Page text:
Seminar 2015-16

Fall 2015

History 314.01  “The U.S. Civil War:  History and Memory.” 

Students in this seminar will complete major research projects about the U.S. Civil War and/or its presence in public memory.  The Civil War was a major watershed event, and students will study a number of important recent trends and debates in its historiography before defining their own topics of research.  We will consider new approaches to analyzing the military, economic, social, gender, and racial dimensions of the war as well as topics such as popular culture, geography, immigration, and transnational history.  In addition to studying the war itself, students will also consider how Civil War commemorations continued to shape U.S. history and culture during Reconstruction and beyond.  Prerequisites:  HIS 100 course and HIS 214.  4 credits.  Ms. Purcell

History 331.01  “Making Knowledge in Early Modern Europe.” 

A knowledge explosion took place in Europe between 1450 and 1700.  Its powder keg was stocked with newly recovered ancient texts, with thrilling stories from Europeans’ encounters with the New World, and with the results of the observation and experimental interrogations of nature.  Independent research projects will examine the effects of the media revolution--the development of print culture--which ignited and sustained the blast of this “information age” in Europe and beyond.  This course offers its students an opportunity to explore the impact of the knowledge explosion on the formation of social, ethnic, religious and political identities, and the creation of museums, libraries, archives, databases, and learned societies.  Ultimately, we will ask whether early modern practices of communication and information transmission actually redefined the meaning of “knowledge” for the modern world.  Prerequisites:  HIS 100 and HIS 233, 234, 235, or 295-03 (on “Sex, gender and family in Europe, 1300-1700”).  With permission, students may substitute HIS 233, 234, 235  with relevant coursework in classics, renaissance, or early modern studies.  4 credits.  Ms. Pollnitz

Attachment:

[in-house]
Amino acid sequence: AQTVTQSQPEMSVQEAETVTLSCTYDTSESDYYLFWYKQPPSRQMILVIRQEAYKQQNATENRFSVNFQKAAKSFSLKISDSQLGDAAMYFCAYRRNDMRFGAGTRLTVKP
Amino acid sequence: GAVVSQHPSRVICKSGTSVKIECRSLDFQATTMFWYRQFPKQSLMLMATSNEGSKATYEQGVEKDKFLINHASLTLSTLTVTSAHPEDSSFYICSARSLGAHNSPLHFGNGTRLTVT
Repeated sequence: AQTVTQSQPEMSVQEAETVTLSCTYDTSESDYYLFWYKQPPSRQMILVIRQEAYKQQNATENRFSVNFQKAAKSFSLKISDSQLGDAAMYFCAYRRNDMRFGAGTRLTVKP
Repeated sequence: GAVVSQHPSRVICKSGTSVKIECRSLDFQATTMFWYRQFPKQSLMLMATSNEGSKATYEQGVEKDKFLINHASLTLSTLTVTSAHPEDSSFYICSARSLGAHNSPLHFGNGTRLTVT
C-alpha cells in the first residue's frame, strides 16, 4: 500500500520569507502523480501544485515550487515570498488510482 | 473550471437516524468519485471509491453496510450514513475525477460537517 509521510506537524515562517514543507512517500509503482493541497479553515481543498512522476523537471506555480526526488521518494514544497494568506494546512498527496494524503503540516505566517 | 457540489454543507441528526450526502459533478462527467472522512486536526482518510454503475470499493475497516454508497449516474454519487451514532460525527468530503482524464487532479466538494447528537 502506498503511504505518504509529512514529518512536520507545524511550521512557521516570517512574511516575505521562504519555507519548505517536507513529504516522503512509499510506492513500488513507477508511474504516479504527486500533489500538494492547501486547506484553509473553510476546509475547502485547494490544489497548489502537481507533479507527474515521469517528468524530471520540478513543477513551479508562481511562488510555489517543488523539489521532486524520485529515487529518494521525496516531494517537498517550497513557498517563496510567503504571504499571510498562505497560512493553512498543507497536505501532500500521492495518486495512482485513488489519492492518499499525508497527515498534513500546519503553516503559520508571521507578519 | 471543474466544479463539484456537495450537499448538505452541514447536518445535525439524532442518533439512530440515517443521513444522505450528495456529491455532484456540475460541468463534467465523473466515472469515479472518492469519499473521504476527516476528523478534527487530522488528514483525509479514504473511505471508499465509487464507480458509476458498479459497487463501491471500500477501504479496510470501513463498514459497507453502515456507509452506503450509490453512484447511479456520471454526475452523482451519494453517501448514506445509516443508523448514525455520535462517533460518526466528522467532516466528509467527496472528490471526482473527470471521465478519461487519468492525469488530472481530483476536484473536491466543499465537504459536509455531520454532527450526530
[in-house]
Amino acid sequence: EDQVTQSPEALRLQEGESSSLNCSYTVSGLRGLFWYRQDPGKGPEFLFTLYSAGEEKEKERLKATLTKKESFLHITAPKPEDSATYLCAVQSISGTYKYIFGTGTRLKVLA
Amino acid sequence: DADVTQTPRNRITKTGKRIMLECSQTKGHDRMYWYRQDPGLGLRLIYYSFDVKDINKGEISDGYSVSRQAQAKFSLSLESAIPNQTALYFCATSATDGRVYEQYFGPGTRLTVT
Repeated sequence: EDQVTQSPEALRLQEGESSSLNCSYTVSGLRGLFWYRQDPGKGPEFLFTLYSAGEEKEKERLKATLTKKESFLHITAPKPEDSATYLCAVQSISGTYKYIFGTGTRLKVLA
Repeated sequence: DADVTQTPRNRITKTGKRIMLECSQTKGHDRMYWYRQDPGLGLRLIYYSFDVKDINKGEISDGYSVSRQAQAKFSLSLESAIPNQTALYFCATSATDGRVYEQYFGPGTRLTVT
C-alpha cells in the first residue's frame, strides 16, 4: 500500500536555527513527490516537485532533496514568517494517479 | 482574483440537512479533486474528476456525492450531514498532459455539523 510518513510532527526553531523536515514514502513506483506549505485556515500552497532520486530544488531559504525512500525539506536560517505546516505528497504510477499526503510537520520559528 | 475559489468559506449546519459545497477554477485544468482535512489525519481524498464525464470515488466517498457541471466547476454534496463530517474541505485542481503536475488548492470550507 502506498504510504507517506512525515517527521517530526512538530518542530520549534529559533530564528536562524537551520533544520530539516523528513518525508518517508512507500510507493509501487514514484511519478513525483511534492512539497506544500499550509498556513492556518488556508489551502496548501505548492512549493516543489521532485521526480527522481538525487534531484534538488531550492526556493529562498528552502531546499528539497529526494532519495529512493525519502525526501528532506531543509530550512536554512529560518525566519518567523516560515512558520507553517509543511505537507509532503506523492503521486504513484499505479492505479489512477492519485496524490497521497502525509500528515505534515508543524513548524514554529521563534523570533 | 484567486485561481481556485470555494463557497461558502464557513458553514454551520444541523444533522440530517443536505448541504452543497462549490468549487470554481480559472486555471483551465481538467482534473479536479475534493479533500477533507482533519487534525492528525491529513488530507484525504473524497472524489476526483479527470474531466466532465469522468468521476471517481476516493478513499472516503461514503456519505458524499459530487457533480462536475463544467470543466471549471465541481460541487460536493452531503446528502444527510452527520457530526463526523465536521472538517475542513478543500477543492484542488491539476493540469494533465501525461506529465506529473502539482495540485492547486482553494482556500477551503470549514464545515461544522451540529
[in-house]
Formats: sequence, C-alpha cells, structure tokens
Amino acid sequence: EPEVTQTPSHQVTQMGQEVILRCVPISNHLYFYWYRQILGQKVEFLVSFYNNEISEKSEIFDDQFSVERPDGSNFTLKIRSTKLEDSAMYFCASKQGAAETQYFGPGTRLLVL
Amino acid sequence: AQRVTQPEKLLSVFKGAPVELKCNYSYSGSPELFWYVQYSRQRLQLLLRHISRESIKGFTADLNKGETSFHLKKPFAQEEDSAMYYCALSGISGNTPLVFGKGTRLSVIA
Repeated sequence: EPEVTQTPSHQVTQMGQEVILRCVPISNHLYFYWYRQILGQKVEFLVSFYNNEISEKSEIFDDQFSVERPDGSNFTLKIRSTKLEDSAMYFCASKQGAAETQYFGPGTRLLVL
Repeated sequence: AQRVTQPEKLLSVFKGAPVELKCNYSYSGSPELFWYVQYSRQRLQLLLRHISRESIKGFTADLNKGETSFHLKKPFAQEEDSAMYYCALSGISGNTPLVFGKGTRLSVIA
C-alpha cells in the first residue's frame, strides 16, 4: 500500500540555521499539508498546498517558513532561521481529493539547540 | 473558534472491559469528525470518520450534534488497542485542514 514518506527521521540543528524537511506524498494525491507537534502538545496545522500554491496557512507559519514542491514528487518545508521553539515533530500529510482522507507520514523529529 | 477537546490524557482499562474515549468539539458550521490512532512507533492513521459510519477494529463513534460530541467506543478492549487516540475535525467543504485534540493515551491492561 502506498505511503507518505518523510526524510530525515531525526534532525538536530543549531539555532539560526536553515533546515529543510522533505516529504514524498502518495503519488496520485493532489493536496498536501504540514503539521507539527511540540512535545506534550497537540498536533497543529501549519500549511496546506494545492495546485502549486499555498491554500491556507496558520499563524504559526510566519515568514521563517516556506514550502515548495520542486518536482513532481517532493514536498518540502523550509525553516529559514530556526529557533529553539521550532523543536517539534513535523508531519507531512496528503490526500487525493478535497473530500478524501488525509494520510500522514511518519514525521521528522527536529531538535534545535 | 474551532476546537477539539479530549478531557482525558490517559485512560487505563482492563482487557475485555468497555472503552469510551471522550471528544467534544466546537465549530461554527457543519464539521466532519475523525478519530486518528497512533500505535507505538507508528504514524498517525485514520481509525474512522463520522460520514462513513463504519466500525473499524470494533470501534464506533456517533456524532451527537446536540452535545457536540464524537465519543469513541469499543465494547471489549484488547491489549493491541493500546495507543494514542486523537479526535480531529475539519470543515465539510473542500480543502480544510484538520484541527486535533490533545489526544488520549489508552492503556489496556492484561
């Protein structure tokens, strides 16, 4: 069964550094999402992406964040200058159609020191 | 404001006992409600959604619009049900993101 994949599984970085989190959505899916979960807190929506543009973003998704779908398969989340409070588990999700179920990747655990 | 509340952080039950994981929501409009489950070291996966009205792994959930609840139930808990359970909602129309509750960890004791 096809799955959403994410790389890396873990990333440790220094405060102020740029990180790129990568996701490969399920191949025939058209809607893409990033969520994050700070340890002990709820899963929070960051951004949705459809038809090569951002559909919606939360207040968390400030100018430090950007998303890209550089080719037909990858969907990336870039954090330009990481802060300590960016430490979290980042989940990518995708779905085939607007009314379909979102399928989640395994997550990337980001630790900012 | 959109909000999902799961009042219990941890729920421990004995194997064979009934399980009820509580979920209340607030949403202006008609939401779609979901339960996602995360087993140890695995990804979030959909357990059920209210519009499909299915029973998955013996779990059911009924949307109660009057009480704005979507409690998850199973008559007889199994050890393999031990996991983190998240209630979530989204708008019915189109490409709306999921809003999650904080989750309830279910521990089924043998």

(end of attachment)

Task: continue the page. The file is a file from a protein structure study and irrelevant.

History 336.01  “The European Metropolis.” 

This seminar takes as its starting point the explosion of large cities in Europe from the mid-nineteenth through the early twentieth centuries.  As the narrative goes, parallel political and economic revolutions made possible–-even inevitable–-the blossoming of entirely new spaces characterized by unprecedented population density and diversity, radical shifts in architecture and infrastructure, and vertiginous social and cultural developments.  We examine this phenomenon by concentrating upon the ways in which artists and intellectuals in London, Paris, Vienna, and Berlin (and occasionally elsewhere) grappled with the idea and the experience of the metropolis.  Our investigations include political developments, social theory, the visual arts, film, literature, architecture, consumer culture, and music.  Among the myriad of qualities and tensions inherent in the modern urban experience, we consider community and alienation, the fluidity of the self, spectacle and entertainment, disease and criminality, gender, and class.  Prerequisites:  HIS 100 and HIS 236, 237, 238, 239, or 241.  4 credits.  Ms. Maynard

History 342.01  “Stalinism.” 

This seminar will examine the political, social, and cultural history of the Soviet Union under Joseph Stalin, with a particular focus on the 1930s.  The first half of the course will feature a series of common readings on topics such as the rise of Stalin’s dictatorship, the Great Terror of the 1930s, and the drive to collectivize Soviet agriculture and industrialize the economy; we’ll discuss the nature of everyday life and social identity under Stalin, look at the impact of propaganda and revolutionary ideology on the values and mindset of the population, and debate whether Stalinism represented the continuation of the revolution or a divergence from its ideals.  After looking at a set of representative primary sources (such as oral histories, memoirs, and diaries), students will then produce a research paper in the second half of the semester, delving into some aspect of Soviet society and politics under Stalin.  Prerequisites:  HIS 100 and HIS 242 or 244.  4 credits.  Mr. Cohn

History 371.01.  “Propaganda in Twentieth-Century Asia.”